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Diabetes Developments - A blog on latest developments in diabetes by David Mendosa

Entries Tagged as 'Diabetes Complications'

Visualize Yourself

November 4th, 2010 · No Comments

My friend Jay has type 2 diabetes and is a member of the diabetes support group that meets every month in my apartment. But he is also a primary care physician, and almost half his patients have diabetes.

Jay is therefore uniquely qualified to help us. At the most recent meeting of our support group we were already  running overtime. But it was Jay’s turn to speak, and he wanted to share with us the “shock treatment” that he uses with his new patients who have diabetes. I’m glad that he did and that I can share this treatment with you.

Jay starts by explaining that diabetes, high blood pressure, and heart disease are the three main silent killers. Because they usually don’t offer us any advance warning of the hidden damage that they do to our bodies, these diseases are truly insidious.

Then, he suddenly turns off the lights in the windowless office. “Visualize yourself 15 years from now,” he says. “This is what you might be seeing then, if you don’t control your diabetes.”

This is Jay’s shock treatment. But any technique that will get us to open our eyes to the consequences of uncontrolled diabetes is better than none, he says.

Jay asked each of the members of our support group to look in the mirror each morning and visualize ourselves 15 years later. For me this gave me one more piece of encouragement to eat right, stay slim, and exercise so I will still be able to see my face in the mirror 15 years from now when I will be 90. If I’m still around then, I hope to continue seeing a computer monitor so I that I will still be able to write you.

As Jay left my apartment that day, I took him aside and told him that I already could visualize his shock treatment. My ophthalmologist had just told me after my semiannual checkup that I have two small micro-aneurysms in my left eye that he hadn’t seen before.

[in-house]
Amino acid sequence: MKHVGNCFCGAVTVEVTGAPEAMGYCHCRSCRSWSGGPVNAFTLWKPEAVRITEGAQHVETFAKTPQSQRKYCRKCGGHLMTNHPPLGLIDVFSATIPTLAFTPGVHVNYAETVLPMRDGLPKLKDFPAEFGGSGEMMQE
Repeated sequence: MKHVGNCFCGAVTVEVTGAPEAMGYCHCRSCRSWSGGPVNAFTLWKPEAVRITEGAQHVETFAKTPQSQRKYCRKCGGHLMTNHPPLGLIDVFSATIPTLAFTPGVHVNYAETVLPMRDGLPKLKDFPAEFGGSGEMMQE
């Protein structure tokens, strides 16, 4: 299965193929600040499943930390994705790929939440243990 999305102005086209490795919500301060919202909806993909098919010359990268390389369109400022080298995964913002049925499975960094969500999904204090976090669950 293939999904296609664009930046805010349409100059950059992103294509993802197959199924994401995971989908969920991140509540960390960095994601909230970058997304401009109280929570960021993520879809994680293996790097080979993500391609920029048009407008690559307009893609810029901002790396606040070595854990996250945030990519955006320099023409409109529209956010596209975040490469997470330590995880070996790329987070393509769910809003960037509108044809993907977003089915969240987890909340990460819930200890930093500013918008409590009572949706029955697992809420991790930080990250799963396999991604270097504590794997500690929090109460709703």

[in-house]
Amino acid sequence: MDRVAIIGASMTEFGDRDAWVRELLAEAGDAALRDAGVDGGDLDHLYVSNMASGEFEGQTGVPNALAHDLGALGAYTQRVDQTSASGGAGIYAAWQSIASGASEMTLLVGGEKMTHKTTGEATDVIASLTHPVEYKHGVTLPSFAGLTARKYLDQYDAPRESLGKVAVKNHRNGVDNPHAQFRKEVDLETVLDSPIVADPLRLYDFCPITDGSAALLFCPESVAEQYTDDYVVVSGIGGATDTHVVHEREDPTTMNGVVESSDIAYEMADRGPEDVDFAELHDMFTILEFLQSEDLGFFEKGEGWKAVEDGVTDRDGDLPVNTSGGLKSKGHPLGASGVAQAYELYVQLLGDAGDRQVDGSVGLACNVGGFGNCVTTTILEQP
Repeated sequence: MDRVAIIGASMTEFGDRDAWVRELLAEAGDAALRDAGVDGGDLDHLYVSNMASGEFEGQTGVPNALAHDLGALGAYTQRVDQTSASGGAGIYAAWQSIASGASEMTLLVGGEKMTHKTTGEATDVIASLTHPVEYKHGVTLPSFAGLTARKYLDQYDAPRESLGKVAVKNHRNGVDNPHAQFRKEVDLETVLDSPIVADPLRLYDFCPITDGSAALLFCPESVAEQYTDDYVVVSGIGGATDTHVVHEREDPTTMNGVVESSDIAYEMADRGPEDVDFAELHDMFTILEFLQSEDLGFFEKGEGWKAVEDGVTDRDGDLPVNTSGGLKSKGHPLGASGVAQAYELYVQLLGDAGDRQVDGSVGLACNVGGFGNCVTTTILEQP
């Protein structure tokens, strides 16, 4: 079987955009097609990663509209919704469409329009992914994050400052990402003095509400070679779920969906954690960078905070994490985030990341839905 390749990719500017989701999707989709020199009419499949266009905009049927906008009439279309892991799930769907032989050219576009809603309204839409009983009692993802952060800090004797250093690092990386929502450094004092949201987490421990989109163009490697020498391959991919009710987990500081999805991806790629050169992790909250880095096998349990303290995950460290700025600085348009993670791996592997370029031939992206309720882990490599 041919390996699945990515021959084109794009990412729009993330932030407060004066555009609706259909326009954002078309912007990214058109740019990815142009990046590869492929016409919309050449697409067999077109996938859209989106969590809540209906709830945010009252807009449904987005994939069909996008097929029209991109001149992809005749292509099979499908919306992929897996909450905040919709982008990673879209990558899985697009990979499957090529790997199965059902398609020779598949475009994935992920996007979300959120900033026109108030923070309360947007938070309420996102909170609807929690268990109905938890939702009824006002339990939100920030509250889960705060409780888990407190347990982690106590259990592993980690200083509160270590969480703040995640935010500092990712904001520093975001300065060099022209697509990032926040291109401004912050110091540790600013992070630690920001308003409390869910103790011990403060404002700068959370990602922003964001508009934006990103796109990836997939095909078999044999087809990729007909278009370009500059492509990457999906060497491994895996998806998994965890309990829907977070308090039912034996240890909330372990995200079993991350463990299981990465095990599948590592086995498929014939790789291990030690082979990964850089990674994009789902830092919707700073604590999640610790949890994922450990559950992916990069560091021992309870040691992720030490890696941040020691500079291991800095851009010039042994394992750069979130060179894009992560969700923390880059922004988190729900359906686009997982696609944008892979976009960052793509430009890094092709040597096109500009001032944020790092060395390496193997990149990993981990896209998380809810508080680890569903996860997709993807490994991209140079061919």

Jay’s shock treatment worked especially well because I was already shocked. Micro-aneurysms can lead to diabetic retinopathy, which can, of course, lead to blindness, the complication of diabetes that I have always dreaded the most.

Now I have even more incentive to keep my A1C level in the low 5 range, if not down to 4.5, which is my goal. I hope that you don’t need any more incentives to control your own diabetes.

This article is based on an earlier version of my article published by HealthCentral.


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Posted in: Diabetes Complications

Standing Up for Your Heart

August 30th, 2010 · 4 Comments

You don’t have to exercise to help your heart. Sure, exercise will probably make your heart last longer, but it’s not the only thing you can do to avoid the biggest complication of diabetes.

Just standing up — otherwise known as giving your butt a rest — now seems to work independently of physical activity to reduce your chance of dying from heart disease. A new study that the American Journal of Epidemiology published online in advance of print on July 22 indicates that the less leisure time we spend sitting the better it is for our hearts.

You can read the abstract of the study, “Leisure Time Spent Sitting in Relation to Total Mortality in a Prospective Cohort of US Adults,” online. The lead author, Alpa Patel, Ph.D., of the American Cancer Society’s epidemiology research program, sent my the full-text of the study when I requested it.

Dr. Patel and seven of her associates explored the connection between sitting and mortality by analyzing the survey responses of 123,216 people who had no history of cancer, heart attack, stroke, or emphysema or other lung diseases. These were people who enrolled in the American Cancer Society’s 1992 Cancer Prevention II study.

The researchers examined how much time those people sat down after work as well as how much exercise they got between 1993 and 2006. The results were clear.
How much time they spent sitting was associated with an increased risk of death from heart disease for both men and women. Women — but not men — who sat less had a smaller risk of dying from cancer.

Women who reported that they sat for more than six hours a day during their leisure time versus those who sat for fewer than three hours a day had a 37 percent higher death rate from all causes. For men it was about 18 percent higher.  After adjusting for the amount of physical activity these people got, the researchers found that the association remained virtually unchanged.

But when people sat more and exercised less, the difference was even greater. Women had a 94 percent highr death rate from all causes. For men it was 48 percent higher.

“Several factors could explain the positive association between time spent sitting and higher all-cause death rates,” Dr. Patel says. “Prolonged time spent sitting, independent of physical activity, has been shown to have important metabolic consequences, and may influence things like triglycerides, high density lipoprotein, cholesterol, fasting plasma glucose, resting blood pressure, and leptin, which are biomarkers of obesity and cardiovascular and other chronic diseases.” [Read more →]